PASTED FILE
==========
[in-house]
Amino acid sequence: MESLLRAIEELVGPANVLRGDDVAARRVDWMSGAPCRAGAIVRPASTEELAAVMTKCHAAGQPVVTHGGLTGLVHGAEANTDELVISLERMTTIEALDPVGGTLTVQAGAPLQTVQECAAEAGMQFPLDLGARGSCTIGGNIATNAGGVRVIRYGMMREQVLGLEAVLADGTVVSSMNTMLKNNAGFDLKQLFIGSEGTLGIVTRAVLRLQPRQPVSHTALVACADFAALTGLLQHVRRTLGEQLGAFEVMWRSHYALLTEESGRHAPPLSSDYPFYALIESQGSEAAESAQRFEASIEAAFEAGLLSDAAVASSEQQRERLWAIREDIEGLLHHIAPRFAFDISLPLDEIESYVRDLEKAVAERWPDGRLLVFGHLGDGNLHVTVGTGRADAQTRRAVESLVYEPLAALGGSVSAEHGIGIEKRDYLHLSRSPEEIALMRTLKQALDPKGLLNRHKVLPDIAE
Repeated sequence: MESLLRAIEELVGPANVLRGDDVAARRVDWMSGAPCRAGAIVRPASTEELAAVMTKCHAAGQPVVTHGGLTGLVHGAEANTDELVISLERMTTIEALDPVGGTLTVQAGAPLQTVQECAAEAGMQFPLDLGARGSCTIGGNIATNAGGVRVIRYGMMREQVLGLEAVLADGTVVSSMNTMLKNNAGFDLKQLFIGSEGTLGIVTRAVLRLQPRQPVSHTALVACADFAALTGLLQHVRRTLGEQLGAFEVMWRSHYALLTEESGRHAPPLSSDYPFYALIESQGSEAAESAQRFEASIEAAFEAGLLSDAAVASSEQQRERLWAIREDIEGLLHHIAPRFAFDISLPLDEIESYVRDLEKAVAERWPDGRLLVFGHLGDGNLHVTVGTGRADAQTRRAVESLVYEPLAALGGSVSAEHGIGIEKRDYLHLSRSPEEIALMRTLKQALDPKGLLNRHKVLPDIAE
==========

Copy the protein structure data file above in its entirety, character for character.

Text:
[in-house]
Amino acid sequence: MESLLRAIEELVGPANVLRGDDVAARRVDWMSGAPCRAGAIVRPASTEELAAVMTKCHAAGQPVVTHGGLTGLVHGAEANTDELVISLERMTTIEALDPVGGTLTVQAGAPLQTVQECAAEAGMQFPLDLGARGSCTIGGNIATNAGGVRVIRYGMMREQVLGLEAVLADGTVVSSMNTMLKNNAGFDLKQLFIGSEGTLGIVTRAVLRLQPRQPVSHTALVACADFAALTGLLQHVRRTLGEQLGAFEVMWRSHYALLTEESGRHAPPLSSDYPFYALIESQGSEAAESAQRFEASIEAAFEAGLLSDAAVASSEQQRERLWAIREDIEGLLHHIAPRFAFDISLPLDEIESYVRDLEKAVAERWPDGRLLVFGHLGDGNLHVTVGTGRADAQTRRAVESLVYEPLAALGGSVSAEHGIGIEKRDYLHLSRSPEEIALMRTLKQALDPKGLLNRHKVLPDIAE
Repeated sequence: MESLLRAIEELVGPANVLRGDDVAARRVDWMSGAPCRAGAIVRPASTEELAAVMTKCHAAGQPVVTHGGLTGLVHGAEANTDELVISLERMTTIEALDPVGGTLTVQAGAPLQTVQECAAEAGMQFPLDLGARGSCTIGGNIATNAGGVRVIRYGMMREQVLGLEAVLADGTVVSSMNTMLKNNAGFDLKQLFIGSEGTLGIVTRAVLRLQPRQPVSHTALVACADFAALTGLLQHVRRTLGEQLGAFEVMWRSHYALLTEESGRHAPPLSSDYPFYALIESQGSEAAESAQRFEASIEAAFEAGLLSDAAVASSEQQRERLWAIREDIEGLLHHIAPRFAFDISLPLDEIESYVRDLEKAVAERWPDGRLLVFGHLGDGNLHVTVGTGRADAQTRRAVESLVYEPLAALGGSVSAEHGIGIEKRDYLHLSRSPEEIALMRTLKQALDPKGLLNRHKVLPDIAE